The Game of Humor by Charles R. Gruner Book Resume:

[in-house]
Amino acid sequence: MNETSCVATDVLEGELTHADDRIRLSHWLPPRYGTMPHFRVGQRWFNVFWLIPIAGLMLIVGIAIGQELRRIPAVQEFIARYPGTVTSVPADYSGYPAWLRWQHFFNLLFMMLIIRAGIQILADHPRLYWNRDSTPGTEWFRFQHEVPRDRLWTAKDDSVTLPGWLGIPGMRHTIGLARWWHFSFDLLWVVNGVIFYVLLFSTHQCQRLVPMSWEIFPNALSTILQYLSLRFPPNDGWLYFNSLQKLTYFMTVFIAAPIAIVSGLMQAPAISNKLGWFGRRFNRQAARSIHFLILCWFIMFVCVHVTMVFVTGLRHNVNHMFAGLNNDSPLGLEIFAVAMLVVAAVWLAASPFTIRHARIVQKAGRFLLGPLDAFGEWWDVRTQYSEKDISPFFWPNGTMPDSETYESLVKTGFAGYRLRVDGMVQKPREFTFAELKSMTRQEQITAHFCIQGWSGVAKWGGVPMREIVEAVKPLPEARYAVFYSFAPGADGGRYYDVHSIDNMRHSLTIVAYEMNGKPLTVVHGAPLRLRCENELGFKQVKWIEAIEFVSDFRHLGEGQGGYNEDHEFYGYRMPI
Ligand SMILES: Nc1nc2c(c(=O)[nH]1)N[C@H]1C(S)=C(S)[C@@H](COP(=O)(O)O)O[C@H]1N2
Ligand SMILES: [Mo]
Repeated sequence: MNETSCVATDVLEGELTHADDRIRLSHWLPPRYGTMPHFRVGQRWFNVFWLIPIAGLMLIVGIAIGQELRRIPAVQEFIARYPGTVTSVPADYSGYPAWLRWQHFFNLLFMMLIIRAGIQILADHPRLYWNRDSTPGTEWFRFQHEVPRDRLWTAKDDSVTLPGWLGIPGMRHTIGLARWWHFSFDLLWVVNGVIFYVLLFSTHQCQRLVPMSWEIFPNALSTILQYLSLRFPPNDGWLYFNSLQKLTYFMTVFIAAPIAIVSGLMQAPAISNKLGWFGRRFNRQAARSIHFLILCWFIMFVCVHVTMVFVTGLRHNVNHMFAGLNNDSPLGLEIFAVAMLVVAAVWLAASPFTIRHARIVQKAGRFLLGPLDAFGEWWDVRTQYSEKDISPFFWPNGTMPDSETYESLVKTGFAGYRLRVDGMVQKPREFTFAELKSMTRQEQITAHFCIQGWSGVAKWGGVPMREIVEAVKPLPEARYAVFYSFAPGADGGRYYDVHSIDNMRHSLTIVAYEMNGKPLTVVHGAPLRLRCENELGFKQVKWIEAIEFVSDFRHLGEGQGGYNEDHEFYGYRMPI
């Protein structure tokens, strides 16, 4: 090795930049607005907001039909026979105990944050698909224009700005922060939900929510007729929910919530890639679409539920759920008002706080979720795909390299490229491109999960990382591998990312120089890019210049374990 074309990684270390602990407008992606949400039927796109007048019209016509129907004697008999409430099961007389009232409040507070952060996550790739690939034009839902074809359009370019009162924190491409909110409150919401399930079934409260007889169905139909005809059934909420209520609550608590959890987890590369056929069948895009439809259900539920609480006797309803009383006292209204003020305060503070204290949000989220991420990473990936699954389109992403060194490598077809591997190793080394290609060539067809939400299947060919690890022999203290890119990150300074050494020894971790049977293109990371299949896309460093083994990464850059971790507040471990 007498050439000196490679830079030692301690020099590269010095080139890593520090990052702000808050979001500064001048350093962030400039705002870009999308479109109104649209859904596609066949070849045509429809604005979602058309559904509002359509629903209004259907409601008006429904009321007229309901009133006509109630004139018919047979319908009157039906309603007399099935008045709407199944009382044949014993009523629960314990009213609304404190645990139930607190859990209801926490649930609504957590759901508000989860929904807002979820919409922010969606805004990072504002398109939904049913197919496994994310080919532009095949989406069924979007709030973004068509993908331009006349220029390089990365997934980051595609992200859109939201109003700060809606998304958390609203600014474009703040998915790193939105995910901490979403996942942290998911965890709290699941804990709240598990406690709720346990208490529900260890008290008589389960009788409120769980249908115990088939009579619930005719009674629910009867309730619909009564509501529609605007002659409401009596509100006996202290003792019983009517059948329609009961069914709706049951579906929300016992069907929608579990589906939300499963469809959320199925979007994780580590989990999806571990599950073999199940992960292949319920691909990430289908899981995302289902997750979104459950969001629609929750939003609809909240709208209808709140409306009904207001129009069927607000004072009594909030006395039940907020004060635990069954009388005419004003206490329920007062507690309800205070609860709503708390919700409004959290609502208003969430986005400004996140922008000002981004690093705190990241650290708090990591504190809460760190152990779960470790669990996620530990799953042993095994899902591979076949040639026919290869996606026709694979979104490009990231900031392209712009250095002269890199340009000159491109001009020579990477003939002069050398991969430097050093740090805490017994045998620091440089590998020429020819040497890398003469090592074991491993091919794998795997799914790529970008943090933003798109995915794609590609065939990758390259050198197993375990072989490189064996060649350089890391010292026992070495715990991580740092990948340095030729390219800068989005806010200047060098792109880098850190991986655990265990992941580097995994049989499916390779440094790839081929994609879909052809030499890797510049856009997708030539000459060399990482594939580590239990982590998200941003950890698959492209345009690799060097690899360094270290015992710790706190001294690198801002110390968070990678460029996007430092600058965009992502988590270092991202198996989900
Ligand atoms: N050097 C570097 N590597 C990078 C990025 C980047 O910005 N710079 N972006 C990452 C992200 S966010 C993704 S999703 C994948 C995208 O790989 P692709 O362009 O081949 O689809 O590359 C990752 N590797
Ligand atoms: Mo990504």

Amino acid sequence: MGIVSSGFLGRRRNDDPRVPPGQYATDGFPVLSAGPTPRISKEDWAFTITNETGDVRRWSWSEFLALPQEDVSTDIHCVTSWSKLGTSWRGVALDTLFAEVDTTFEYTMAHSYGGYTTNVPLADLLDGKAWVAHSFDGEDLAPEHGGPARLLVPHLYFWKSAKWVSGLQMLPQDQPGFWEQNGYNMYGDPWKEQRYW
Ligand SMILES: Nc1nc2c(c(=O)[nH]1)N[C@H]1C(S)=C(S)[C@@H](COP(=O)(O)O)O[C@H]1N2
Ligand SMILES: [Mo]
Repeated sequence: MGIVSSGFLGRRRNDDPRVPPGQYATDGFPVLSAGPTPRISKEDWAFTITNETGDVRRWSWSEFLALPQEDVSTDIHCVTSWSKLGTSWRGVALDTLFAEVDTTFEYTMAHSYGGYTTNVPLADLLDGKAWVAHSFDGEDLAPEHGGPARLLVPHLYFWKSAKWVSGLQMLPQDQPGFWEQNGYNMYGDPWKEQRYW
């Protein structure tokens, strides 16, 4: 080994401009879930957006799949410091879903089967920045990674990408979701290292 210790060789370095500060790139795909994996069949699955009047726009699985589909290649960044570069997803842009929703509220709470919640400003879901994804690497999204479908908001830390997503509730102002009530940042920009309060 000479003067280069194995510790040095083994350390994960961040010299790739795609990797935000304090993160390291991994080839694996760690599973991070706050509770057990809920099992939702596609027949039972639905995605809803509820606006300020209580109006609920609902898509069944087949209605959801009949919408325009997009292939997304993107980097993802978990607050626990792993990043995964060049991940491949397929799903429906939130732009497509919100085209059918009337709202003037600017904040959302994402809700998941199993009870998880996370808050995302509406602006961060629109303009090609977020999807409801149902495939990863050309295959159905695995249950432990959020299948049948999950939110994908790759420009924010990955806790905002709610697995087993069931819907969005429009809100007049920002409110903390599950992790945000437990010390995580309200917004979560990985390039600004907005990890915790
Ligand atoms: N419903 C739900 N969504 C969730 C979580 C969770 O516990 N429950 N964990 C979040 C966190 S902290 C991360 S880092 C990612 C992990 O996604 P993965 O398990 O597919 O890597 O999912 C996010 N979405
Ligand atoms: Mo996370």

Humor, wit, and laughter surround each person. From everyday quips to the carefully contrived comedy of literature, newspapers, and television we experience humor in many forms, yet the impetus for our laughter is far from innocuous. Misfortune, stupidity, and moral or cultural defects, however faintly revealed in others and ourselves, seem to make us laugh. Although discomforting, such negative terms as superiority, aggression, hostility, ridicule, or degradation can be applied to instances of humor. According to scholars, Thomas Hobbes's "superiority theory"--that humor arises from mischances, infirmities, and indecencies, where there is no wit at all--applies to most humor. With the exception of good-natured play, Charles R. Gruner claims that humor is rarely as innocent as it first appears. Gruner's proposed superiority theory of humor is all-encompassing. In "The Game of Humor, "he expands the scope of Hobbes's theory to include and explore the contest aspect of "good-natured" play. As such, the author believes all instances of humor can be examined as games, in terms of competition and keeping score--winners and losers. Gruner draws on a broad spectrum of thought-provoking examples. Holocaust jokes, sexual humor, the racialist dialogue of such comic characters as Stepin Fetchit and Archie Bunker, simple puns, and many of the author's own encounters with everyday humor. Gruner challenges the reader to offer a single example of humor that cannot be "de-humorized" by its agonistic nature. "The Game of Humor "makes intriguing and enjoyable reading for people interested in humor and the aspects of human motivation. This book will also be valuable to professionals in communication and information studies, sociologists, literary critics and linguists, and psychologists concerned with the conflicts and tensions of everyday life.